Could You Lose Your Health Insurance If the Debt Ceiling Isn’t Raised?

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If US lawmakers fail to reach a debt ceiling agreement in time to avoid a government default — something that could happen as soon as June 1 — millions of Americans might see disruptions to their health insurance coverage.

One of the main impacts of a default would be felt by Americans who receive government-run health insurance from programs like Medicare and Medicaid. That’s because many healthcare providers depend on Medicare and Medicaid for revenue, Politico reported — and those programs could see funding cut in the event of a default.

Medicare alone accounted for more than one-quarter (26%) of national hospital spending as recently as 2021. If the federal government suspends Medicare funds because it has run out of money, providers might have difficulty meeting their own obligations, according to a recent report from Moody’s Analytics.

“Disruptions to Medicare and Medicaid payments are a problem for the healthcare industry and most significantly smaller hospitals and doctors’ offices with little financial wiggle room, especially in rural areas,” the Moody’s report said. “Longer term, healthcare providers would likely be more hesitant to see Medicare and Medicaid patients.”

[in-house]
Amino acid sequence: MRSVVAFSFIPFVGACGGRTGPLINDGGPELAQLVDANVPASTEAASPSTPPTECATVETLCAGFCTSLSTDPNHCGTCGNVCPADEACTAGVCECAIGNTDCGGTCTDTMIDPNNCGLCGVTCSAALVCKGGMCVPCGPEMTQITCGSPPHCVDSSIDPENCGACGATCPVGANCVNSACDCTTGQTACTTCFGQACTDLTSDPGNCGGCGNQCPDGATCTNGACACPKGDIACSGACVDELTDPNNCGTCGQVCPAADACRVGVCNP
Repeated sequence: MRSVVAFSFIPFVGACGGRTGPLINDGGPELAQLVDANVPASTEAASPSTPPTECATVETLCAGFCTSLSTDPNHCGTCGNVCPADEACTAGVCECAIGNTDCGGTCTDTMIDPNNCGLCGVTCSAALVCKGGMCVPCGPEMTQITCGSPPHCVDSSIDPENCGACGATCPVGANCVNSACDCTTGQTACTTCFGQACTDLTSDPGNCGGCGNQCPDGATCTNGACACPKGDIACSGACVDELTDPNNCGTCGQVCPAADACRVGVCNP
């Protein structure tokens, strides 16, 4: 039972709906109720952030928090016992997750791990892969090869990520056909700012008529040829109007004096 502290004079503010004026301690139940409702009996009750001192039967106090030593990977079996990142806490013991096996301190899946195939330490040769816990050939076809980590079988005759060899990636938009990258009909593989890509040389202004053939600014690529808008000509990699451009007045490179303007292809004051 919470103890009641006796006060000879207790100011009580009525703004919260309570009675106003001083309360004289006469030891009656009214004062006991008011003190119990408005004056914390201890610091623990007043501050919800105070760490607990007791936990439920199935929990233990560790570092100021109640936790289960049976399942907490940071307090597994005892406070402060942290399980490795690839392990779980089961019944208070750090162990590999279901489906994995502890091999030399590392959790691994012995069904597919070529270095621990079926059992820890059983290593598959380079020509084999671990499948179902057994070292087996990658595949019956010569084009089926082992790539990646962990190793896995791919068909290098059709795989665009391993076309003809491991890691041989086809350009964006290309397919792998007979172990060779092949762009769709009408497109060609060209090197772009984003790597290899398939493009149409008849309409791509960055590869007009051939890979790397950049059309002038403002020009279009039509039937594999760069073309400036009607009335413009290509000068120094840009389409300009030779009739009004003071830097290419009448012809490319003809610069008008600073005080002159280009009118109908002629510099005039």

For millions of Medicare recipients, this means they won’t have access to the healthcare services they currently depend on.

Americans who get health insurance through the federal Affordable Care Act marketplace could also see a disruption in benefits. These Americans “would instantly see their premiums go up” if the US Treasury Department could no longer fund subsidies because of default, Frederick Isasi, executive director of Families USA, told Politico. Those who can’t afford the higher premiums might end up losing coverage.

A major impact would also be felt by Americans who depend on the Veterans Affairs department for certain health services. In the event of a default, some veterans hospitals might not remain open, meaning veterans could lose access to needed care, according to Bill Hoagland, senior vice president at the Bipartisan Policy Center.

Even if lawmakers come up with a plan to raise the debt limit and avoid a default, hundreds of thousands of Americans could see a disruption to their health insurance, The Hill reported.

The reason is that US House Republicans want to include stricter work requirements for Medicaid recipients as part of a debt ceiling deal with President Joe Biden. Under the GOP plan, roughly 600,000 Americans would lose healthcare because they would no longer qualify for Medicaid, The Hill reported, citing an April analysis from the Congressional Budget Office. Most of those affected would be low- and moderate-income Americans who are 19- to 56-years-old and capable of working.

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Although Biden and leading Democrats publicly oppose such a measure, there are fears that the president might be willing to make certain concessions to get a deal done and avoid a default.

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